THE FASHION & LIFESTYLE MAGAZINE FOR CITY WOMEN AND MEN

Gail
Simmons

Written by admin, 3 years ago, 0 Comments

By Adrianna Paidas
photograher: Nathan Johnson

Almost 20 years ago, culinary expert, food writer and Top Chef judge Gail Simmons went to culinary school then worked as a line cook in some of New York’s most legendary restaurants – not because she wanted to be a chef, but because she simply wanted to write about food for a living.

You need to know about food,” she says while in her kitchen testing recipes. “It’s like, why would I read a column about politics from someone who knows nothing about politics. If you want to be a war reporter, you need to go to the war, you can’t be sitting comfortably in the suburbs.

This gusto and frankness is part of the reason Simmons has made a name for herself in the culinary world today. She’s spoken her mind on Bravo’s hit reality cooking competition series Top Chef since 2006 alongside culinary greats like Tom Colicchio, Eric Ripert and Anthony Bourdain. And since 2004, Simmons has been Special Projects Director at Food & Wine magazine.

Before that she headed special events for Chef Daniel Boulud’s restaurant empire and also assisted Jeffrey Steingarten, leading food writer and food critic at Vogue.

She has worked her way up the ladder since her days as a culinary student turned line cook. Though to this day she vows that professional cooking in New York’s finest restaurants was her toughest gig. “It was the hardest work I’ve ever done in my life,” she says, tipping her hat to all those who work in restaurant kitchens for a living.

Born and raised in Toronto, Simmons’s mother always enjoyed cooking and taught culinary classes in their home. But it wasn’t until she graduated college that Simmons realized she wanted to write about food.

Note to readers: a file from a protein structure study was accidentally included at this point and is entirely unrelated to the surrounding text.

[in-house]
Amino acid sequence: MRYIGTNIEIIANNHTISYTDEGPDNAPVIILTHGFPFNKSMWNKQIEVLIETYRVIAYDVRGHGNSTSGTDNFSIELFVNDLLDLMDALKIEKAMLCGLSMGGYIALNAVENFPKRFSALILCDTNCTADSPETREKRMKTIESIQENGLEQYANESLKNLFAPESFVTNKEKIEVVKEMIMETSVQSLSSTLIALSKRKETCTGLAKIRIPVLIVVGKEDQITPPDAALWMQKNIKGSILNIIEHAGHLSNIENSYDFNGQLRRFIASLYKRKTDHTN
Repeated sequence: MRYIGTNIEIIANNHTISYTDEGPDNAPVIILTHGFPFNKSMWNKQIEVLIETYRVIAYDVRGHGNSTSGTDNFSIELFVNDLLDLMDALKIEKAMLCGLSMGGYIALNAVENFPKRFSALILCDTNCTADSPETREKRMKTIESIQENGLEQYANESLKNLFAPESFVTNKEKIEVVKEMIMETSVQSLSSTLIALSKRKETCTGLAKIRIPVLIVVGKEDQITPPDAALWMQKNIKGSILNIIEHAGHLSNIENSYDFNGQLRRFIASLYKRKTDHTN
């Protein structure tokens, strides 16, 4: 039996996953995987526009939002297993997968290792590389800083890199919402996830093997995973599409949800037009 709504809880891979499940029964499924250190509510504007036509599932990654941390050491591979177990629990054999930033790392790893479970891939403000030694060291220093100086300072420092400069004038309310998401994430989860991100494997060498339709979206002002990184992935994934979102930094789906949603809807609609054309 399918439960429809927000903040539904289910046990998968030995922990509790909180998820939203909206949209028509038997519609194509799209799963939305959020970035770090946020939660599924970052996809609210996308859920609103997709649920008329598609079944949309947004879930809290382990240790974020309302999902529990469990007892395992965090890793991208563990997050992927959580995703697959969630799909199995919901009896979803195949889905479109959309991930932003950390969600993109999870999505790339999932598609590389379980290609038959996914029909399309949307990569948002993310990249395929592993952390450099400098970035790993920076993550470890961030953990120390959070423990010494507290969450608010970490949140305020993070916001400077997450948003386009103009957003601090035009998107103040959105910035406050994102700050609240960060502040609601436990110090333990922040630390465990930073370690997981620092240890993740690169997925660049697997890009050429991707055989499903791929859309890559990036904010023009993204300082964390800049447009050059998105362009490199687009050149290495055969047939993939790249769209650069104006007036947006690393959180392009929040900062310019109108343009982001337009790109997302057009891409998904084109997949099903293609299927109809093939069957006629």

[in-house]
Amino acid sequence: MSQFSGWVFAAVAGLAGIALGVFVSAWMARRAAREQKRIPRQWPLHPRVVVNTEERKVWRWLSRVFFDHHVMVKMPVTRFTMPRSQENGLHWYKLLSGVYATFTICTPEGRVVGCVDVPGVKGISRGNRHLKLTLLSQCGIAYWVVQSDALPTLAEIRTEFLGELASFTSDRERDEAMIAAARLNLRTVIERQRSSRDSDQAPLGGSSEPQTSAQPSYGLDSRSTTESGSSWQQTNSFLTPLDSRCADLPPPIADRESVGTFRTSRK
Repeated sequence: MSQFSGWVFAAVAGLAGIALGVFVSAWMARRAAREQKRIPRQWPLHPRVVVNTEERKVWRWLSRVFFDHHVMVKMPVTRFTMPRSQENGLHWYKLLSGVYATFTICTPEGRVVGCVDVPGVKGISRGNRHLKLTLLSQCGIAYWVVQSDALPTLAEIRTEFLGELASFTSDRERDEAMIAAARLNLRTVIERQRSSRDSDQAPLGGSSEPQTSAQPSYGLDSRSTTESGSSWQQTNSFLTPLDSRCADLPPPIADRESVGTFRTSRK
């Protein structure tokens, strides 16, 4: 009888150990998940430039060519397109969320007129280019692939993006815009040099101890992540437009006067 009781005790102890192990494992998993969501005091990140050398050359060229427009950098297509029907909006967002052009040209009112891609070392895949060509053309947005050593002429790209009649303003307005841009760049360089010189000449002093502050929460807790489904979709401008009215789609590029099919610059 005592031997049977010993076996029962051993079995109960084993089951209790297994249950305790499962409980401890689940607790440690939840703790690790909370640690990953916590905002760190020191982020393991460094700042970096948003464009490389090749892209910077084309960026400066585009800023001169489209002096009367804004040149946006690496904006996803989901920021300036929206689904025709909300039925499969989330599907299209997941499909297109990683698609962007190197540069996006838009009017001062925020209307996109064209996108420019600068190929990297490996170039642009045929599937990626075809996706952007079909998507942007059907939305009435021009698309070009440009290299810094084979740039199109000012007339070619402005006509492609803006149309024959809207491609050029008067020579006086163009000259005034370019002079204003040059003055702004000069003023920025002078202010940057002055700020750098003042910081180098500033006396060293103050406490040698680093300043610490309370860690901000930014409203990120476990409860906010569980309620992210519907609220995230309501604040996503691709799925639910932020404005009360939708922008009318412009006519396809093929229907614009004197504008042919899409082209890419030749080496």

In 1999 she trekked to New York City and enrolled in culinary school in order to establish herself as a reputable source on all things food. After graduating, she trained in the kitchens of the esteemed NYC hotspot Le Cirque 2000 and Chef Jean-Georges’s groundbreaking Vong. One book she read at the time would change her life, Vogue food critic Jeffrey Steingarten’s collection of essays. The minute she finished it, she knew she had to assist him at the magazine. So she asked her culinary school’s career office what she needed to do in order to work for Steingarten and as luck would have it he had called that week looking for an assistant. Serendipity at its finest: A few weeks later Simmons was Steingarten’s assistant. She went on to work with him for almost two years.

Simmons then made the jump to Food & Wine where she began doing talk show food segments. And before she knew it, Bravo was knocking at her door with an idea for a competition series  in which chefs would cook against each and be judged by experts. Top Chef was born.

As an expert judge on the show, Simmons sticks strictly to the here-and-now philosophy when tasting the contestant’s dishes.

“I never base my decision on what the person made yesterday or what they’ll make tomorrow,” she says. “It has to be based on what they cooked today, and that’s all.”

Today, the show is one of many projects Simmons works on. She’s written a memoir chronicling entitled Talking With My Mouth Full: My Life As A Professional Eater. She’s made non-competitive TV shows with celebrity chefs like Marcus Samuelsson and continually appears on cooking segments for the “Today Show” among others. And 17  months ago, her and her husband welcomed a baby girl, who’s become her favorite travel buddy. Amidst her hectic schedule, Simmons still finds time to work with several charities around the U.S. One of which is Common Threads, an organization that teaches under-privileged children about the importance of nutrition and fosters an appreciation of cultural diversity through cooking.

“It teaches kids collaboration, tolerance, conflict resolution and teamwork.” Simmons says. “Cooking in general and eating together has such huge lessons for young people.”

In the future, Simmons hopes to travel a little less while raising her daughter. She’d like to write her own cookbook, a goal she hasn’t tackled yet. But no matter, what she’ll continue to champion great food, talented chefs and superb restaurants.

“I like to think of myself as a restaurant and chef cheerleader,” she says “I hope to keep talking about food and good quality food and the enjoyment and importance of the table to as many people as possible.”